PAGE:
Volume 16, Number 5
It is estimated that somewhere between 30%-50% of the workforce is working from home during the COVID-19 pandemic, although it is believed that only about a third of employed persons have jobs that can actually be done from home. What is known about the impact of working from home on health and well-being?
One challenge for persons working from home is the relative absence of boundaries between work and family. Teleworkers often report higher work-to-family conflict (i.e., work matters interfering with family) than non-teleworkers. They similarly report more family-to-work conflict (i.e., family matters interfering with work), especially if there are children at home and when work demands are high. And because of blurred work-family boundaries, overworking can be an issue for some individuals working from home, especially for those experiencing “workplace telepressure” (i.e., the preoccupation with quickly responding to work-related messages).
Even when “tele-connections” are maintained by those working from home, social isolation can pose health risks, especially if the isolation is accompanied by loneliness. Supportive contacts with others while maintaining physical distance can certainly be helpful, but do not fully fill the gap created by the loss of opportunities for direct social interactions, whether with work colleagues or personal friends or extended family members.
Not surprisingly, less perceived stress has been found among employees who voluntarily worked from home compared to those who were mandated to work from home. The presence (or absence) of choice and control impacts perceived stress across a range of situations, including work circumstances. Where possible, choosing to focus more on what one does control rather than what is out of one’s control is an important element of resilience. Such choice can include the perspective one takes on the impact of the pandemic.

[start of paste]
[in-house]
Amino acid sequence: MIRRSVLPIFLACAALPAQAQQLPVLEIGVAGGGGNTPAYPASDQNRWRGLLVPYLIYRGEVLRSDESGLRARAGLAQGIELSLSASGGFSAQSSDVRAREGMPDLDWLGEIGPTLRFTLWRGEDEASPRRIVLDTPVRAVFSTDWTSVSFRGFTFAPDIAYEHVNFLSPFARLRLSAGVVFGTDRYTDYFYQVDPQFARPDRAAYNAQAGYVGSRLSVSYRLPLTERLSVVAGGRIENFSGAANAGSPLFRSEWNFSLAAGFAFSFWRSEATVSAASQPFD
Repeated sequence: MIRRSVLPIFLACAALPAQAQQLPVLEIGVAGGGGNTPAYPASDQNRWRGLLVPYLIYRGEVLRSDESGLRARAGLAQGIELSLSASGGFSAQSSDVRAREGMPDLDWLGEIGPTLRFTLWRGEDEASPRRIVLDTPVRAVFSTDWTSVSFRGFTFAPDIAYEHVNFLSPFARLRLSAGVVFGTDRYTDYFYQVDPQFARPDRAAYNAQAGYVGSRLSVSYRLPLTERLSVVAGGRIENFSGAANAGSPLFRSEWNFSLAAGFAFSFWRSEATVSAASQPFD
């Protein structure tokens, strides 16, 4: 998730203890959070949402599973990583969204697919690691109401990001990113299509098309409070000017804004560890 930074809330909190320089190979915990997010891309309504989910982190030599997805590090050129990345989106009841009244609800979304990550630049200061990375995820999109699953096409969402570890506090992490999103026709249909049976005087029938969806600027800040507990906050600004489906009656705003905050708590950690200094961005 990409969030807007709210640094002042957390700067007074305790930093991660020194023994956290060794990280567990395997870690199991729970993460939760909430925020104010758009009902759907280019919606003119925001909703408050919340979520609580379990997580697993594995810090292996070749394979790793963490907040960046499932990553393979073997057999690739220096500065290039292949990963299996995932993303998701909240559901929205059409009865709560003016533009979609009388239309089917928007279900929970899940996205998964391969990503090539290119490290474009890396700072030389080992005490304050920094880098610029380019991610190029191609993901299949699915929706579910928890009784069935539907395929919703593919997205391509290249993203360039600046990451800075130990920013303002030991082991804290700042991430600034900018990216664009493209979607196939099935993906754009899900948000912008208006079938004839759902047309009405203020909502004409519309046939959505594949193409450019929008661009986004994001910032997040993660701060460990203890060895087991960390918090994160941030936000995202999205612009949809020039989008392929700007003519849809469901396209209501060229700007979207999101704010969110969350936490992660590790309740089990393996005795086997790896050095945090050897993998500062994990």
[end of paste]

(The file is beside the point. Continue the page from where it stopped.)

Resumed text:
For those working from home, there may not be much choice in this current work arrangement, and the closure of schools means that the presence of children increases the blurring of work-family boundaries. Working from home, whether voluntary or not, can have challenges that potentially impact health and wellbeing. However, in most cases these stressors pale in comparison to those who don’t have the work from home option. There are many whose health is jeopardized by the substantial impact of loss of income. And fortunately for all of us, there are many brave and hardworking individuals who can’t work from home and who face direct risks to their health. These include the broad spectrum of healthcare personnel, as well as numerous other workers whose essential nature has become very evident in this crisis. Those of us who are teleworking owe much gratitude to all of them.
Paul J. Hershberger, Ph.D.
… is a clinical health psychologist. He is Professor, Director of Research, and Director of the Division of Behavioral Health, Department of Family Medicine, Wright State University Boonshoft School of Medicine.
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